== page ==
The Psychology of Consumer Sentiment

June 28, 2008

DISCUSSION TOPIC:  P&G CEO Advises Candidates to Stay Positive

TOPIC SUMMARY:

Procter & Gamble’s chairman and chief executive A.G. Lafley wants the future President of the United States, whomever that may turn out to be, to remember that there is a psychological component to economic performance and that it’s important now that Senators John McCain and Barack Obama are running for the nation’s top office that they remember to stay positive about the underlying strength of the American economy.

“You know we are in a business where psychology matters – even in the staples business – and in the economy psychology matters,” Mr. Lafley told the Financial Times. “It could go negative on the economy, that could be a problem … We will talk ourselves into a worse recession.”

Discussion questions:  How critical is the psychological component to consumer spending? Is a strong retailing environment a by-product of consumer optimism and, conversely, are periods of weak sales created by shopper pessimism?

My post:  This is such an important topic.  The crisis of faith in the American economy today is a combination of real issues, perceived issues, and the basic mistrust of our current president and his government’s ability to tell the truth and/or do anything meaningful to make a positive difference.

The new president (I believe it will be Obama) will have an incredible opportunity to demonstrate trustworthiness and speak with clarity and power of his vision of an improved American economy and place in the world.  I am quite optimistic that after 8 years of a disaster presidency, that our new president (again, likely Obama) will lead us to both perceived and actual improvements in our economy and our faith in our individual and collective futures and the place America will have in the world economy.

It is perfectly OK for Lafley to publicly ask our next president to work the psychology of consumer sentiment and build a vision for a better future.  Kennedy did it, Reagan did it – watch Obama do it next!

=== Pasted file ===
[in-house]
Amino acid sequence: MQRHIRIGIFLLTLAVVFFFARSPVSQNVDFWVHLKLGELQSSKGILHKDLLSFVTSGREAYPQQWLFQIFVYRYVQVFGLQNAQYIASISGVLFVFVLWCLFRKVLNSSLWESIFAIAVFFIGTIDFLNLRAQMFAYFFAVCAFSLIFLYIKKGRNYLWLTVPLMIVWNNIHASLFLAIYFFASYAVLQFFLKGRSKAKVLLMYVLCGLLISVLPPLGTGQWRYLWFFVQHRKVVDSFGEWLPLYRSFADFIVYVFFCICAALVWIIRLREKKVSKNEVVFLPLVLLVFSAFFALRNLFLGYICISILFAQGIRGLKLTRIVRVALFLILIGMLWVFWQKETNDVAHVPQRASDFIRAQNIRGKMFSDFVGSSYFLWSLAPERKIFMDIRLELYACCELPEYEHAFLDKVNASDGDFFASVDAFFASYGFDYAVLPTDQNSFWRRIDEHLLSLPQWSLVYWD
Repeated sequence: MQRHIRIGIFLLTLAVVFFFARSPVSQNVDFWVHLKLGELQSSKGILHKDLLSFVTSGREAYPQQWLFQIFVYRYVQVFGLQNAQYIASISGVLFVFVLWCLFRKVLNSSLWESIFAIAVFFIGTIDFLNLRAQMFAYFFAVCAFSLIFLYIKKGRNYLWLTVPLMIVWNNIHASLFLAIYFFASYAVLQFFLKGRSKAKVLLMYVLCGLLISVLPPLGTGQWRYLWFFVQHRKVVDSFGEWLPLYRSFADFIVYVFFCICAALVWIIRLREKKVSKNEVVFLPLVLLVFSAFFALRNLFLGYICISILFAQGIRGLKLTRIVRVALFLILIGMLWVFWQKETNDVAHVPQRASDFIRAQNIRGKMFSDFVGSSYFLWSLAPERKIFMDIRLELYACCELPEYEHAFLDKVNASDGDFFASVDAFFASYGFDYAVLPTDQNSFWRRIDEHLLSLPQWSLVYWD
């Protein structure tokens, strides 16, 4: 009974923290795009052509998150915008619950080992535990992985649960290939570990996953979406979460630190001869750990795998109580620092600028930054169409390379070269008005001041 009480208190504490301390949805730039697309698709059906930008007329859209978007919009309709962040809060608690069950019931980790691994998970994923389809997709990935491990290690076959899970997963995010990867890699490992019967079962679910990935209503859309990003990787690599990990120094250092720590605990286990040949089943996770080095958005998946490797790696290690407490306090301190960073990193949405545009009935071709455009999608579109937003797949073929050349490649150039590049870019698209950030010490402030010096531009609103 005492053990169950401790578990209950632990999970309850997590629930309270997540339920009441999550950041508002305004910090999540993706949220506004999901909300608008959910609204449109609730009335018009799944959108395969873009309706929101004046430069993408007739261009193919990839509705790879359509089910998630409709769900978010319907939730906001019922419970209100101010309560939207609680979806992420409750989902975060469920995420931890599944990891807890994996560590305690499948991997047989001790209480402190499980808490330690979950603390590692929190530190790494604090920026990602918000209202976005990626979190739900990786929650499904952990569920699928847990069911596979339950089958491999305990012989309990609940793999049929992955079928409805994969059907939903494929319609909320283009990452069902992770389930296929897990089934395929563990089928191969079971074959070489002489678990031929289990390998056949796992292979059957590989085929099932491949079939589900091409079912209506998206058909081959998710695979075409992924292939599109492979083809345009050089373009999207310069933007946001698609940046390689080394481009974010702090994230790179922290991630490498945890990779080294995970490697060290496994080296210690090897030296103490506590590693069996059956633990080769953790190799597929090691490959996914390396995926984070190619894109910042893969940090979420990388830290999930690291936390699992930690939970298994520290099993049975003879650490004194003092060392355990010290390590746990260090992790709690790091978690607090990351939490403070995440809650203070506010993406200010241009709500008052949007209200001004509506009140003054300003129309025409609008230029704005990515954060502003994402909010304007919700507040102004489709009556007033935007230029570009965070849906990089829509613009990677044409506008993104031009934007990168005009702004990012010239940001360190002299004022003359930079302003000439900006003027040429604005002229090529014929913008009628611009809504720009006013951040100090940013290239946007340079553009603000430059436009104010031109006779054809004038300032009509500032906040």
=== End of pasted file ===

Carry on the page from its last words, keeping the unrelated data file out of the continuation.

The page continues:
Mike Osorio, your Dare to be Contagious! TM strategist

www.OsorioGroup.com

————————————————-
Go to the full discussion at RetailWire.com:
http://www.retailwire.com/Discussions/Sngl_Discussion.cfm/13058    

————————————————-

Thank you for visiting my blog!  Please subscribe using the RSS button and comment on my postings.  Comments are the life-blood of any blog and I appreciate yours!


Baldwin park – Stereotyped?

June 5, 2008

DISCUSSION TOPIC: Latino Leaders Say ‘No’ to Amigo Stores

TOPIC SUMMARY:

Retail developers in the Los Angeles area are learning a valuable lesson from people like Manual Lozano, mayor of Baldwin Park. The lesson is that while it’s important to target your offering to your audience, it is even more important to actually know what they want before you pitch a new project.

Recently, Mr. Lozano and other officials from Baldwin Park listened to developers make a pitch on a new project in the community. Having studied the demographics of the area, the developers proposed a shopping center with a “Latino feel,” according to a Los Angeles Times report.

The mayor, a second-generation Mexican American, was not happy being presented with a project based on what he believes is a typecast of Baldwin Park and its citizens.

“We want what Middle America has as well,” he told the LA Times. “We like to go to nice places like Claim Jumpers, Chili’s and Applebee’s… We don’t want the fly-by-night business, the ‘amigo store,’ which they use to attract Latinos like myself.”

Some in Baldwin Park believe that the Council, made up entirely of Mexican-Americans, is ashamed of its roots.

“I was born in Mexico and raised in this country. I agree we need some change. But what they want to bring here is totally unrealistic. Applebee is good, but a Kabuki? And also a Trader Joe’s? Come on, I don’t even go to Trader Joe’s,” said Rosalva Alvarez, the owner of a beauty shop located in the area being considered for development.

Anthony Bejarano, a graduate of Georgetown University law school, is among Mr. Lozano’s allies on the Council. A fourth-generation Mexican American who speaks “very little Spanish,” he told the LA Times, “I love to go to traditional Mexican restaurants. I shop at Vallarta [supermarket], but I can’t get everything I need. At the end of the day, it’s all Mexican restaurants here. When we want Italian, when we want sushi, where do we go? If I want a pair of Kenneth Coles, I have to go to Arcadia.”

Discussion questions:  What lessons are there for developers, retailers and consumer brand marketers in the Baldwin Park experience? How quickly is acculturation taking place within Latino communities and how do marketers successfully navigate the differences in evidence in Baldwin Park?

My post:  I find it amazing that developers and retailers continue to misread the wants and desires of ethnic communities.  Just a little bit of local research and customer panel groups can provide the basics of a neighborhood’s retail desires.  Add a bit of demographic analysis and you can start formulating options.  Ultimately, retailers and developers that avoid this research in the name of cost savings pay a larger price in the end when the business fails.  The carpenter’s rule holds true:  measure twice, cut once…

Mike Osorio, your Dare to be Contagious! TM strategist

www.OsorioGroup.com

————————————————-
Go to the full discussion at RetailWire.com:
http://www.retailwire.com/Discussions/Sngl_Discussion.cfm/13008    

————————————————-

Thank you for visiting my blog!  Please subscribe using the RSS button and comment on my postings.  Comments are the life-blood of any blog and I appreciate yours!